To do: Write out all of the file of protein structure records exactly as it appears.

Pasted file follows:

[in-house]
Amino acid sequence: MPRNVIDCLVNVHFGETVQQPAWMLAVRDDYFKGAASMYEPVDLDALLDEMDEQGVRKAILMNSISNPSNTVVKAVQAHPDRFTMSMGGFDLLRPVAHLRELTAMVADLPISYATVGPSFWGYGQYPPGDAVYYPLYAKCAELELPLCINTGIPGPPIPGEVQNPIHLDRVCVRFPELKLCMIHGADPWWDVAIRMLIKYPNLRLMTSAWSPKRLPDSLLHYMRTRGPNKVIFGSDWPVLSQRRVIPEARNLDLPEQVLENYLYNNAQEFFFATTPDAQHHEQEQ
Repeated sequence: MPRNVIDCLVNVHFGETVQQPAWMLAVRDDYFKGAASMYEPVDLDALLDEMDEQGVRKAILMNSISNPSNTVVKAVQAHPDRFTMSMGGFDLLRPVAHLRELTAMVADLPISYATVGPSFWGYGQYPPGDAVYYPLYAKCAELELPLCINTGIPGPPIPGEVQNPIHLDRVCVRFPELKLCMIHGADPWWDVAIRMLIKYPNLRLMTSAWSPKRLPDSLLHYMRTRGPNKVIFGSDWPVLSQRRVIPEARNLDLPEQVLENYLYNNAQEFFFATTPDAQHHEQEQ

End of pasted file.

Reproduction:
[in-house]
Amino acid sequence: MPRNVIDCLVNVHFGETVQQPAWMLAVRDDYFKGAASMYEPVDLDALLDEMDEQGVRKAILMNSISNPSNTVVKAVQAHPDRFTMSMGGFDLLRPVAHLRELTAMVADLPISYATVGPSFWGYGQYPPGDAVYYPLYAKCAELELPLCINTGIPGPPIPGEVQNPIHLDRVCVRFPELKLCMIHGADPWWDVAIRMLIKYPNLRLMTSAWSPKRLPDSLLHYMRTRGPNKVIFGSDWPVLSQRRVIPEARNLDLPEQVLENYLYNNAQEFFFATTPDAQHHEQEQ
Repeated sequence: MPRNVIDCLVNVHFGETVQQPAWMLAVRDDYFKGAASMYEPVDLDALLDEMDEQGVRKAILMNSISNPSNTVVKAVQAHPDRFTMSMGGFDLLRPVAHLRELTAMVADLPISYATVGPSFWGYGQYPPGDAVYYPLYAKCAELELPLCINTGIPGPPIPGEVQNPIHLDRVCVRFPELKLCMIHGADPWWDVAIRMLIKYPNLRLMTSAWSPKRLPDSLLHYMRTRGPNKVIFGSDWPVLSQRRVIPEARNLDLPEQVLENYLYNNAQEFFFATTPDAQHHEQEQ